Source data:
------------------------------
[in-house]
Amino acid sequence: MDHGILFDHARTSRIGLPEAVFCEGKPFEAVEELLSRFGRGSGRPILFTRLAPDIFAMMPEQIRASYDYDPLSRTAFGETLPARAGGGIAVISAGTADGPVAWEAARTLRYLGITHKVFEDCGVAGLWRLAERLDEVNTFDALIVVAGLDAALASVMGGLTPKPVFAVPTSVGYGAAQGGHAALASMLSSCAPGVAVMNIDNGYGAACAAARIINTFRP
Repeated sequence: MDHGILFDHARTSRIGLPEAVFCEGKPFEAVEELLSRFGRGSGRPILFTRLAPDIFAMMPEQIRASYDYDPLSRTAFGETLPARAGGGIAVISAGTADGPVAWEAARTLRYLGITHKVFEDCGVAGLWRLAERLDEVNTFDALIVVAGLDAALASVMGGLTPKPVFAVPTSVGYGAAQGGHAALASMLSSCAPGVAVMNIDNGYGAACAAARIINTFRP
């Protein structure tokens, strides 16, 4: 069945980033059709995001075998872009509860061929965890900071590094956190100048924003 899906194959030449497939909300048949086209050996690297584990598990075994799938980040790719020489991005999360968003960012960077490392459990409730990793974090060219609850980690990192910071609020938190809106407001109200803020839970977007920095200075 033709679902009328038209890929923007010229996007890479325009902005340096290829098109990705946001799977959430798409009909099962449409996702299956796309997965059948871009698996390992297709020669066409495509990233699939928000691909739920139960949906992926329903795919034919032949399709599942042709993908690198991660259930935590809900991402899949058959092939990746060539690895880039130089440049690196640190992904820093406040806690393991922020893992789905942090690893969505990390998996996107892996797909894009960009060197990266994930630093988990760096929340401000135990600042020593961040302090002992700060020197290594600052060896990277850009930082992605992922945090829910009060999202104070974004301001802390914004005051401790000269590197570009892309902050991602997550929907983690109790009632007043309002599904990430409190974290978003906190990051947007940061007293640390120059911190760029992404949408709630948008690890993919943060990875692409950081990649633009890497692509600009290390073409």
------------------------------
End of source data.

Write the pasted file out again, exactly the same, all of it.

[in-house]
Amino acid sequence: MDHGILFDHARTSRIGLPEAVFCEGKPFEAVEELLSRFGRGSGRPILFTRLAPDIFAMMPEQIRASYDYDPLSRTAFGETLPARAGGGIAVISAGTADGPVAWEAARTLRYLGITHKVFEDCGVAGLWRLAERLDEVNTFDALIVVAGLDAALASVMGGLTPKPVFAVPTSVGYGAAQGGHAALASMLSSCAPGVAVMNIDNGYGAACAAARIINTFRP
Repeated sequence: MDHGILFDHARTSRIGLPEAVFCEGKPFEAVEELLSRFGRGSGRPILFTRLAPDIFAMMPEQIRASYDYDPLSRTAFGETLPARAGGGIAVISAGTADGPVAWEAARTLRYLGITHKVFEDCGVAGLWRLAERLDEVNTFDALIVVAGLDAALASVMGGLTPKPVFAVPTSVGYGAAQGGHAALASMLSSCAPGVAVMNIDNGYGAACAAARIINTFRP
């Protein structure tokens, strides 16, 4: 069945980033059709995001075998872009509860061929965890900071590094956190100048924003 899906194959030449497939909300048949086209050996690297584990598990075994799938980040790719020489991005999360968003960012960077490392459990409730990793974090060219609850980690990192910071609020938190809106407001109200803020839970977007920095200075 033709679902009328038209890929923007010229996007890479325009902005340096290829098109990705946001799977959430798409009909099962449409996702299956796309997965059948871009698996390992297709020669066409495509990233699939928000691909739920139960949906992926329903795919034919032949399709599942042709993908690198991660259930935590809900991402899949058959092939990746060539690895880039130089440049690196640190992904820093406040806690393991922020893992789905942090690893969505990390998996996107892996797909894009960009060197990266994930630093988990760096929340401000135990600042020593961040302090002992700060020197290594600052060896990277850009930082992605992922945090829910009060999202104070974004301001802390914004005051401790000269590197570009892309902050991602997550929907983690109790009632007043309002599904990430409190974290978003906190990051947007940061007293640390120059911190760029992404949408709630948008690890993919943060990875692409950081990649633009890497692509600009290390073409």